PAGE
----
There could be some truth in your thinking that folks are tired of the ‘Oregon’ story…it is a good one but not as great as it once was especially with creative competition…like when Pentalosa came to town during the carfree conference and told Portlanders that #1 (bikeable community) is good…but it all depends who your are ranking against…the kiddie league or the world cup league.

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  • Elliot May 19, 2010 at 12:00 pm

    Jeff, could you comment on how some other states made such big leaps from 2009 to 2010? (Florida and Kansas +20, Tennessee +19). I’m curious how they did it.

    Also, the “Click here to read more” link on the BFS page currently leads to the 2009 press release – maybe the 2010 press release already answers my question?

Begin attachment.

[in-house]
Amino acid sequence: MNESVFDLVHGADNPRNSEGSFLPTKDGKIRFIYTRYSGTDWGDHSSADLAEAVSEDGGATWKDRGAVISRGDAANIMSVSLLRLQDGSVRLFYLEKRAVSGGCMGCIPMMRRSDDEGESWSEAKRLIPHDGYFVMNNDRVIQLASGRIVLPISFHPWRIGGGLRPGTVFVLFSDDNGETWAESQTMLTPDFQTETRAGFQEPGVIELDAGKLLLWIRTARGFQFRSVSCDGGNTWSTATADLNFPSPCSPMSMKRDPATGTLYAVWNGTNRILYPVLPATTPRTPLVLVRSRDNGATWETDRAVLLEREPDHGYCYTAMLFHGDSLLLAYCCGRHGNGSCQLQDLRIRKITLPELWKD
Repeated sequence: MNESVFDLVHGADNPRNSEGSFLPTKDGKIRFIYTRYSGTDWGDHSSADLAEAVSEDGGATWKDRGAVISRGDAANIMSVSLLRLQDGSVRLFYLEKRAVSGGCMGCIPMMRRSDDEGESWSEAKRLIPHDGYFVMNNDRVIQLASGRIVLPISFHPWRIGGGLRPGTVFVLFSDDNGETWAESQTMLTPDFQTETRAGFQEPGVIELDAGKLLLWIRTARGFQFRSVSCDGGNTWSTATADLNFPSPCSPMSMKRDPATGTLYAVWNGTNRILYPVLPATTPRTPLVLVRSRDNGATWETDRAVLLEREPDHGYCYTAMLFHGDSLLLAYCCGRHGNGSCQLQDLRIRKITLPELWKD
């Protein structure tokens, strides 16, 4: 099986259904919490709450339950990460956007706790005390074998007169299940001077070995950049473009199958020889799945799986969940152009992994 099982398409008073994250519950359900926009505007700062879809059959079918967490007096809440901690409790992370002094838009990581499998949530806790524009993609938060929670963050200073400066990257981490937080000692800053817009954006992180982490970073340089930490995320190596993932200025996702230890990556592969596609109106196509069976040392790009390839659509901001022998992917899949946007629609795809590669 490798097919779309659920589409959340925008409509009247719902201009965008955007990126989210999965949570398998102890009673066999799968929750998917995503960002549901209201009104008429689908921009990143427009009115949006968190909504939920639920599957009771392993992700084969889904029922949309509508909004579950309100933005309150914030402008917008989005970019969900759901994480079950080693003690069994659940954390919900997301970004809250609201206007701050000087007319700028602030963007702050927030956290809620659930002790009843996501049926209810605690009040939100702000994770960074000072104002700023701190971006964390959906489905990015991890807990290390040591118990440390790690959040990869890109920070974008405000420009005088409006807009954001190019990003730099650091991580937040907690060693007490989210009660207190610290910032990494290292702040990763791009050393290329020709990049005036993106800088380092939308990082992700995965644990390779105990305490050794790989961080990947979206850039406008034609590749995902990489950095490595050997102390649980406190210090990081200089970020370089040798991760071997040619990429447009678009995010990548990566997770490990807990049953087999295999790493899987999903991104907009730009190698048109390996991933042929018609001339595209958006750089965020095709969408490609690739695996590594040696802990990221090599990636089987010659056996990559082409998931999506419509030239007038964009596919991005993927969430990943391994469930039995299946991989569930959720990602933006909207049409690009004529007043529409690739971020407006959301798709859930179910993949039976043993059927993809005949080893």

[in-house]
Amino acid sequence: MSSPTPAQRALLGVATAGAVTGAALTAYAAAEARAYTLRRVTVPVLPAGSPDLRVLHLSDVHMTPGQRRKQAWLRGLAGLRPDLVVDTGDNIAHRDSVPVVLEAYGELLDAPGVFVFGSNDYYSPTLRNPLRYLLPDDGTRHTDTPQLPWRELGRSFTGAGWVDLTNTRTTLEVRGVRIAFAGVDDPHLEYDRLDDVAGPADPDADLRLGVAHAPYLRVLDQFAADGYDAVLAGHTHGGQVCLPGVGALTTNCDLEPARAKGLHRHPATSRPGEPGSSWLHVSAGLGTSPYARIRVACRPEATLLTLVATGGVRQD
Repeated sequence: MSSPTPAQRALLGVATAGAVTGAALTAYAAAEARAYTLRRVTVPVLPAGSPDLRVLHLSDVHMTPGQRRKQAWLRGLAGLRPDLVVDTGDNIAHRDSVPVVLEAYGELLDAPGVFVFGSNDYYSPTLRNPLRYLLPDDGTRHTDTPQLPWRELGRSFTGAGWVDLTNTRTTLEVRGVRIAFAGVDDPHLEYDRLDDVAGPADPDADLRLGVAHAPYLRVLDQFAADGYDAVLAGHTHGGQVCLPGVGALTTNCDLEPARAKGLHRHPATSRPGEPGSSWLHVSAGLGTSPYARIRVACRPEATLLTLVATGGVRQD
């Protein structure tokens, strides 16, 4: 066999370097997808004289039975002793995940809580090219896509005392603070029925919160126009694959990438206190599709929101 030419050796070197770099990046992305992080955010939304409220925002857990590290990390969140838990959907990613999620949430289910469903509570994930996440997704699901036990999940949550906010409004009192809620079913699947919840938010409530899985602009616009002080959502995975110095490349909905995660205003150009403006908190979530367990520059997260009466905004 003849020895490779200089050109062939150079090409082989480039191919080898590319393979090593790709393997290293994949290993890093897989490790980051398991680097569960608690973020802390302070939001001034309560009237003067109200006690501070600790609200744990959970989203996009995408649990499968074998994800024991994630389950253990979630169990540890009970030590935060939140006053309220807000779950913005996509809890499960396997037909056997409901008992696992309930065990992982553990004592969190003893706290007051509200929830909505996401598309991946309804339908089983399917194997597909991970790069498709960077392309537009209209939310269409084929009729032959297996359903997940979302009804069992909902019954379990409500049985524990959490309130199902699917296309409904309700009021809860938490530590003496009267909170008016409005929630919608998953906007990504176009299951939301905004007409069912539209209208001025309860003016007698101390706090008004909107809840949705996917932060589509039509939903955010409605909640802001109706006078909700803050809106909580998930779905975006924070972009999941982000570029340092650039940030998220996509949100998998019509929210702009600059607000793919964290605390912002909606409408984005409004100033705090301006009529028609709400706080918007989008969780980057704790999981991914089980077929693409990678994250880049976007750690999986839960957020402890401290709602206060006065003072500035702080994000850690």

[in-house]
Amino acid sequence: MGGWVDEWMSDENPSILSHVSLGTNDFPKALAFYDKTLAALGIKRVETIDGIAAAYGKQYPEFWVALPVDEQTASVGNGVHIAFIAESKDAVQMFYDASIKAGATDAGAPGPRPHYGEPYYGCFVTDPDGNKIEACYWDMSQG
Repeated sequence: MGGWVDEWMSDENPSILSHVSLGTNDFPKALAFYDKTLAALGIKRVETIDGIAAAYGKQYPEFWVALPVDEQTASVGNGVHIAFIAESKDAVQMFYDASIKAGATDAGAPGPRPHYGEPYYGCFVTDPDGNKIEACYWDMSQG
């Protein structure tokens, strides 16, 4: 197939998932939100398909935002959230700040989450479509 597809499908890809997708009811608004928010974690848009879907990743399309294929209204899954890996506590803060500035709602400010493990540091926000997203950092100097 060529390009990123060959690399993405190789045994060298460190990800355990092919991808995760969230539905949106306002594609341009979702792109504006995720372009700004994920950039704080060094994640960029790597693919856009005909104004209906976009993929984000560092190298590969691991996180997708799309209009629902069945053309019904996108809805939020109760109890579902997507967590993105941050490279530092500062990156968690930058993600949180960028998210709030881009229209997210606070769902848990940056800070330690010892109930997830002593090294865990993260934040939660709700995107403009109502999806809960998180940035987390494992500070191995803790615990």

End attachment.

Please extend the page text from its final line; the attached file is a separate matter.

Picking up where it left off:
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  • Eric May 19, 2010 at 12:26 pm

    Understanding ODOT is hard, and I like Steve Duin’s joke about waiting for G’odot.

    ODOT Region 1 is not like the rest of the regions, and the progress you’ve made in region 1 isn’t extended through the other regions consistently.

    Here in region 2 we struggle a lot – maybe best encapsulated by the fact that the Union St. Railroad Bridge, now a bike/ped only facility, is bounded by two state highways that ODOT has no apparent interest in helping us cross. So it’s a bit of a bridge to nowhere just now.

    Navigating the STIP, reassessing high-level priorities and values, and moving around larger pots of money to instantiate those values (instead of the proverbial begging for table scraps) should be a project on advocates plates. I think Susan Peithman & Doug Parrow are devoting increasing attention to the Oregon Transportation Commission. Sheila Lyons and Pat Fisher deserve more attention, budget, and institutional heft!